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Improving Breast Cancer Detection

Tissue Analysis, Collaboration Aims to Improve Breast Cancer Detection

By applying physics to the 3D structure of breast tissue, a University of Maine researcher hopes to advance early cancer detection.

Andre Khalil uses mathematical analysis techniques to study the morphology and structure of cancerous and precancerous lesions to advance early breast cancer detection. Now an $83,000 grant from the Maine Cancer Foundation will be used to help develop a tissue analysis process called 3DMammoComp to improve early detection of breast cancer.

The grant will be used to partner with sophisticated medical laboratories around the country. In particular, Khalil hopes to access libraries of 3D mammographic images taken through tomosynthesis, a new breast-imaging technique recently approved by the U.S. Food and Drug Administration.

Use of 3D imaging through tomosynthesis is a more precise way of presenting images of the breast and reducing the number of false positives that can occur with 2D mammography. The cutting-edge equipment needed to produce those detailed images is expensive, up to several million dollars in some cases. Based on his success with earlier 2D mammogram analysis, Khalil hopes labs like one at Massachusetts General Hospital, which have that new imaging equipment, will share 3D tomosynthesis data with him.

“We’d like to scan the breast and determine which regions are the ones that we find, based on physics, are prone to the eventual apparition of tumors,” says Khalil, a UMaine associate professor of mathematics, and cooperating associate professor of physics and computing and information sciences.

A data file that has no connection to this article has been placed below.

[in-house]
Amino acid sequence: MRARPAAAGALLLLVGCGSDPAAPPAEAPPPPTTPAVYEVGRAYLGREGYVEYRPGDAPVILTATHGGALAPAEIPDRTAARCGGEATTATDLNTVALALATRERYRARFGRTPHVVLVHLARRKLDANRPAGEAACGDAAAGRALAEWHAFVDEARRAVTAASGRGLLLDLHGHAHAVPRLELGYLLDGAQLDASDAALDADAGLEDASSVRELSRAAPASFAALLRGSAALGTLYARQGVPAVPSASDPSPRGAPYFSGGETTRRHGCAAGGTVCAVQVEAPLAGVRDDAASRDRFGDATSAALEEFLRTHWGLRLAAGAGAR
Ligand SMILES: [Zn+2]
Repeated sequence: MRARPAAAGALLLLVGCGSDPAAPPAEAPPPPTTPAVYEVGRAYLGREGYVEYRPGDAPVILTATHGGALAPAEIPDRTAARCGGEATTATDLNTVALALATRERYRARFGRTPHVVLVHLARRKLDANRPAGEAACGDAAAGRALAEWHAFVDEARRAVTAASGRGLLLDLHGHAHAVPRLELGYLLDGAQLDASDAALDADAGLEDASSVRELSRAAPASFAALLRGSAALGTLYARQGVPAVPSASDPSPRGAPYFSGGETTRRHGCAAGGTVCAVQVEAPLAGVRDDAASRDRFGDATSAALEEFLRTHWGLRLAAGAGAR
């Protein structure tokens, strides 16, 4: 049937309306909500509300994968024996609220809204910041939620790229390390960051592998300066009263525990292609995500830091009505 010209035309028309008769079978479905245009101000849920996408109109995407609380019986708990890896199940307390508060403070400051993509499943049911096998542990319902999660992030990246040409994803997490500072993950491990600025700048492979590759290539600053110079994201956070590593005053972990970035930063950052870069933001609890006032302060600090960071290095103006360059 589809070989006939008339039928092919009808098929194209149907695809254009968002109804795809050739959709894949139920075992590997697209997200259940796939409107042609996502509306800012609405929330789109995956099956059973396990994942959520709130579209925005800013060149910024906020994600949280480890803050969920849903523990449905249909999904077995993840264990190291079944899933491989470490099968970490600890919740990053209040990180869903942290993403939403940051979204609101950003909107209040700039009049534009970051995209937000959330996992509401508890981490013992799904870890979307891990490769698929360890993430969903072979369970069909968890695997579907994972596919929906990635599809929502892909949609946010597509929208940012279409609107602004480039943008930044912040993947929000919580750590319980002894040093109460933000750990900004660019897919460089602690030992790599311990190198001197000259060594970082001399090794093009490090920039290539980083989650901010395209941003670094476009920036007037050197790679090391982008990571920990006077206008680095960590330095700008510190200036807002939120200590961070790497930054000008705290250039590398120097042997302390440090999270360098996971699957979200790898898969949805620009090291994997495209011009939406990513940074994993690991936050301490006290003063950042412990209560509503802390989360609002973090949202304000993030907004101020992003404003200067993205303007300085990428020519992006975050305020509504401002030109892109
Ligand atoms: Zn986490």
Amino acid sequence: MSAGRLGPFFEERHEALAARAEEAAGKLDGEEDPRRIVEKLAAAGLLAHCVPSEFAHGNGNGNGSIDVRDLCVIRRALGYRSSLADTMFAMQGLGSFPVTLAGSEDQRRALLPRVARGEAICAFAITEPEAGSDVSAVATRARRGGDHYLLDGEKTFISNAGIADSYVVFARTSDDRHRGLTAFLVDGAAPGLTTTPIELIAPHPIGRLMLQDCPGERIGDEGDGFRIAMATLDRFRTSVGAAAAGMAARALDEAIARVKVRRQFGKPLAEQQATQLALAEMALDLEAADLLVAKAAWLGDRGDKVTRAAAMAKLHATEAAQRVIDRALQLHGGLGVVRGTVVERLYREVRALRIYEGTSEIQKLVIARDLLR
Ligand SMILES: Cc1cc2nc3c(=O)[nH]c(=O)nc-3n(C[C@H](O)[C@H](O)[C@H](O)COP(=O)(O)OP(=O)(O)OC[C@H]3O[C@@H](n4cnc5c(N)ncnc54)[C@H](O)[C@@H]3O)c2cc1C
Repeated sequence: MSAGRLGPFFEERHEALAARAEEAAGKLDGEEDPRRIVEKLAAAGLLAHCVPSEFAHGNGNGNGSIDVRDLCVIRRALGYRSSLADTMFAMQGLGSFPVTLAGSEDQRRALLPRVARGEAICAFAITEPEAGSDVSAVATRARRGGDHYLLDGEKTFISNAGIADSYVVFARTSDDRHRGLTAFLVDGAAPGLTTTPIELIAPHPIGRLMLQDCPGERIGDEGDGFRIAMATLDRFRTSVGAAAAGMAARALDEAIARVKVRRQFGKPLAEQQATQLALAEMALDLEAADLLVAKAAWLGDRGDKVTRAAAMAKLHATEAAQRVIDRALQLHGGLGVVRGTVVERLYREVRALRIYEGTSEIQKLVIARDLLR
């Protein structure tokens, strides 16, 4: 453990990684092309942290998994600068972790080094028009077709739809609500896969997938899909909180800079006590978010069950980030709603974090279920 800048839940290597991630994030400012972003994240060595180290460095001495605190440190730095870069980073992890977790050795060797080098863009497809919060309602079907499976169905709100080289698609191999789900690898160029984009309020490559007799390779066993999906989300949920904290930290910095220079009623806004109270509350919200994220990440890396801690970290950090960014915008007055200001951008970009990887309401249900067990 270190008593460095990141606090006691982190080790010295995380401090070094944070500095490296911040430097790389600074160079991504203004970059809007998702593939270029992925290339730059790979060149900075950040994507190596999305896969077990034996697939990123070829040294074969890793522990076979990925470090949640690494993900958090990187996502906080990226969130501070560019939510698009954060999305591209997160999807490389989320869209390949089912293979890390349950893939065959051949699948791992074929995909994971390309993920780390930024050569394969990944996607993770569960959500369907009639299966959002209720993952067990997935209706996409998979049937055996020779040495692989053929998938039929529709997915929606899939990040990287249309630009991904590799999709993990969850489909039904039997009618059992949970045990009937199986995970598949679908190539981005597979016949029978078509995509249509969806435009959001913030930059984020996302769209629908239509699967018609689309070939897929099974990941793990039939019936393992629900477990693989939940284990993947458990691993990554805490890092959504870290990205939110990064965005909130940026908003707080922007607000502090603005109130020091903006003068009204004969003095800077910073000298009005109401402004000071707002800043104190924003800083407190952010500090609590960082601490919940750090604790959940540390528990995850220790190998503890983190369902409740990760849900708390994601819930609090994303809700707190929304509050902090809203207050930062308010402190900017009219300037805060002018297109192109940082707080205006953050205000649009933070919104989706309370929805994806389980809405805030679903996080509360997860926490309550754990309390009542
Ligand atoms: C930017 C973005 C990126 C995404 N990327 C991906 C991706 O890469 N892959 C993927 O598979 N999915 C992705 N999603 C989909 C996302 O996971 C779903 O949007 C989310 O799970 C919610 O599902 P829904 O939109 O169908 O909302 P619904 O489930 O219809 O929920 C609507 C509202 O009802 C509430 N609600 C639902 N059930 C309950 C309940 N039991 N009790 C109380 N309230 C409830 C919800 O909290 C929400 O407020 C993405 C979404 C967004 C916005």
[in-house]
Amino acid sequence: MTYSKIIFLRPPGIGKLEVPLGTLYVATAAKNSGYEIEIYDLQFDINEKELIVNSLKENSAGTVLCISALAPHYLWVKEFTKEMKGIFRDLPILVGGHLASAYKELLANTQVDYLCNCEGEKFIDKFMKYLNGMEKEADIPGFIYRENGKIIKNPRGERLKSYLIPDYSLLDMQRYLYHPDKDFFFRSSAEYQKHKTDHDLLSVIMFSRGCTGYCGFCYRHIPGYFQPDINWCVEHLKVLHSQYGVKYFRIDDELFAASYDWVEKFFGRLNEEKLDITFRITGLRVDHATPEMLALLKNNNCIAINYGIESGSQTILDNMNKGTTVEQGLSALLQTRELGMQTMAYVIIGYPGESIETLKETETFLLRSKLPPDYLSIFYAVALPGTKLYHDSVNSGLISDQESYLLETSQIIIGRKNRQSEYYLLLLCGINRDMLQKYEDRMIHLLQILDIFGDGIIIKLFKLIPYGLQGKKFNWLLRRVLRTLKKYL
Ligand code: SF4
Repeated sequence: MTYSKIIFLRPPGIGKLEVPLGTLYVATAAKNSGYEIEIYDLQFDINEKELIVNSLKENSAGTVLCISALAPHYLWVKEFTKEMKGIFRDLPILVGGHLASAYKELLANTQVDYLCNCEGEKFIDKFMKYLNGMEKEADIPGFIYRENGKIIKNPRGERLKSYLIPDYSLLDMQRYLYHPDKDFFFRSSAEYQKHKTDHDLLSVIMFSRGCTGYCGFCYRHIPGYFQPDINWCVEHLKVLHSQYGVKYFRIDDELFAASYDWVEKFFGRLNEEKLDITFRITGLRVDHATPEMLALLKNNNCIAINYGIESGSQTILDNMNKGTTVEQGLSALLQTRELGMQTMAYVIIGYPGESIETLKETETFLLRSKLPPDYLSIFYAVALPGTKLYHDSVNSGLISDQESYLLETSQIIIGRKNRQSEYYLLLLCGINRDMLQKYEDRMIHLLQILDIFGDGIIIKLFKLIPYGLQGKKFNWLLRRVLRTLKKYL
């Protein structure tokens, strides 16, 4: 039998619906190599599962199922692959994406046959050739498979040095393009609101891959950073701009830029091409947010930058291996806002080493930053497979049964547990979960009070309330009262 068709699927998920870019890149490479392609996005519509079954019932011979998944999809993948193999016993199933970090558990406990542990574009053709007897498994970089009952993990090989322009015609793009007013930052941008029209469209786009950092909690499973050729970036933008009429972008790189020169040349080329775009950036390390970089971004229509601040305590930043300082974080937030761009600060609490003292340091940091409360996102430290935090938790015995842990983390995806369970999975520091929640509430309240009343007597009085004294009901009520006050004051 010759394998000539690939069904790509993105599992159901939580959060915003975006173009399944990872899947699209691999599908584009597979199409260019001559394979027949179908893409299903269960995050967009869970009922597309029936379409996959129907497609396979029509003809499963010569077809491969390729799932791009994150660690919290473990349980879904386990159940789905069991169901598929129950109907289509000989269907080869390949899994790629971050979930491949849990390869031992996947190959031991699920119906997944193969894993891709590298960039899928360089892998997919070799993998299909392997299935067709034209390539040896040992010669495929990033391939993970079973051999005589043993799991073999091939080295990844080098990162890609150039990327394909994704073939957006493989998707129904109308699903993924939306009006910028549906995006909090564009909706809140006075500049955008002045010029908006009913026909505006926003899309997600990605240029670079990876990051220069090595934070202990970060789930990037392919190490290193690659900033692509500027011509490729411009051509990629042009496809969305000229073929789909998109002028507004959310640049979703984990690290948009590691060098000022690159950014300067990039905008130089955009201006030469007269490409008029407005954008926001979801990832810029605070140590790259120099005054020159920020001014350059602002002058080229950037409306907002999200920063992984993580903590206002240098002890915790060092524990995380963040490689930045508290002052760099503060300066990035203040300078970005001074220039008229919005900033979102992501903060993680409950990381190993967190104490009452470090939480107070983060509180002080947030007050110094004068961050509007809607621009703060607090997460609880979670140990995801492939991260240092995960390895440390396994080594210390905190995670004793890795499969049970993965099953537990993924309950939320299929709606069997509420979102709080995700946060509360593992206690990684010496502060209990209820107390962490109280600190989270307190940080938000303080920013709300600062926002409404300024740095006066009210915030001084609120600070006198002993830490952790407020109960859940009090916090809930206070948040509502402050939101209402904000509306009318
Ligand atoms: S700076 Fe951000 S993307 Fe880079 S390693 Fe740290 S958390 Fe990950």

“The question we’re asking is, in this background, are certain regions possibly prone to development of the tumor? If we can show that, we’re not talking about early detection any more, we’re looking at predetection,” he says.

Khalil is assisted in the newest project by undergraduate and graduate students, including Kendra Batchelder, a UMaine master’s student in mathematics, and a team of research associates.

Khalil, also a collaborator with the Chromatin and Genome Research Group at the École Normale Supérieure de Lyon in France, uses the wavelet transform modulus maxima (WTMM) method — an image and signal processing technology in astrophysics and biomedicine. In addition to his research on breast cancer, he has used the WTMM method to study the structure of the interstellar medium in our galaxy, cell nucleus architecture, soft-tissue in-growth into artificial bone implants, and muscle development.

Contact: George Manlove, (207) 581-3756


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